Preparing for the VA’s electronic health record system overhaul

Rebecca Vesely

About Rebecca Vesely

Rebecca Vesely is AHCJ's topic leader on health information technology and a freelance writer. She has written about health, science and medicine for AFP, the Bay Area News Group, Modern Healthcare, Wired, Scientific American online and many other news outlets.


Care delivery at the Department of Veterans Affairs, which serves 9 million veterans, will be fascinating to cover in the coming years.

President Donald J. Trump campaigned on the promise to “straighten out the whole situation for our veterans.” Specifically, to reduce wait times to access care and to deliver better and more high-tech services, including telehealth. The VA is among the few federal agencies that would see a funding bump under the president’s budget proposal, with a 6 percent increase proposed.

One of the first big decisions under the new leadership of Secretary David Shulkin will come this summer, when the VA will choose whether to replace its in-house and massive electronic health record (EHR) system, called VistA, with another product.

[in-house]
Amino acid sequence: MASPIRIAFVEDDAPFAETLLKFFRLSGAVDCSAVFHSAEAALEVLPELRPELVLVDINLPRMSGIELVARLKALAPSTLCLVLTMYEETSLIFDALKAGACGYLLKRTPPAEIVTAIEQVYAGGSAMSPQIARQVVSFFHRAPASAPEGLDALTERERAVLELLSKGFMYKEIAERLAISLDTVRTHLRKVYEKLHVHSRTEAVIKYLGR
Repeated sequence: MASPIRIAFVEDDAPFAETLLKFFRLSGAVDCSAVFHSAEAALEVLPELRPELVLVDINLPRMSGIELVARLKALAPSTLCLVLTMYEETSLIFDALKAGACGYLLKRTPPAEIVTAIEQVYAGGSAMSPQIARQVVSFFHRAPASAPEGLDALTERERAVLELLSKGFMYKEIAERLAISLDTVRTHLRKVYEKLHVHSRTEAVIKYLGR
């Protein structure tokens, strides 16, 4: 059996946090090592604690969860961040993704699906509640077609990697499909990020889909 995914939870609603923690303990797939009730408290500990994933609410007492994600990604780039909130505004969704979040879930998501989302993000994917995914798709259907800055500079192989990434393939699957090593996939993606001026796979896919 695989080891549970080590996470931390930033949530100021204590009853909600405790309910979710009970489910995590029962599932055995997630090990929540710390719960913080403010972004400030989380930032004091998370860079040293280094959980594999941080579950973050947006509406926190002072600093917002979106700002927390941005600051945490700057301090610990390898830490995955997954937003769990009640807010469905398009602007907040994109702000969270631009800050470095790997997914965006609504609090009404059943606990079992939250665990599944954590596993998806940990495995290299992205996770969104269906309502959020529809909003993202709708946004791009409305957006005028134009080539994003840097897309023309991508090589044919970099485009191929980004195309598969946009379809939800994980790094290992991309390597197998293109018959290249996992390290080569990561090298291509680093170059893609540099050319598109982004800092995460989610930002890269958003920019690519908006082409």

In a new tip sheet, independent journalist Andis Robeznieks (formerly a reporter at Modern Healthcare magazine) shares the fascinating history of VistA. Robeznieks writes, “VistA was developed in-house by VA software developers with an activist bent.”

Robeznieks lays out the arguments for and against replacing VistA, with passionate advocates on both sides. The decision could have far-reaching consequences for veterans in local communities – and for the president as he is held accountable for his promises of improving care for veterans.

Read the tip sheet here.

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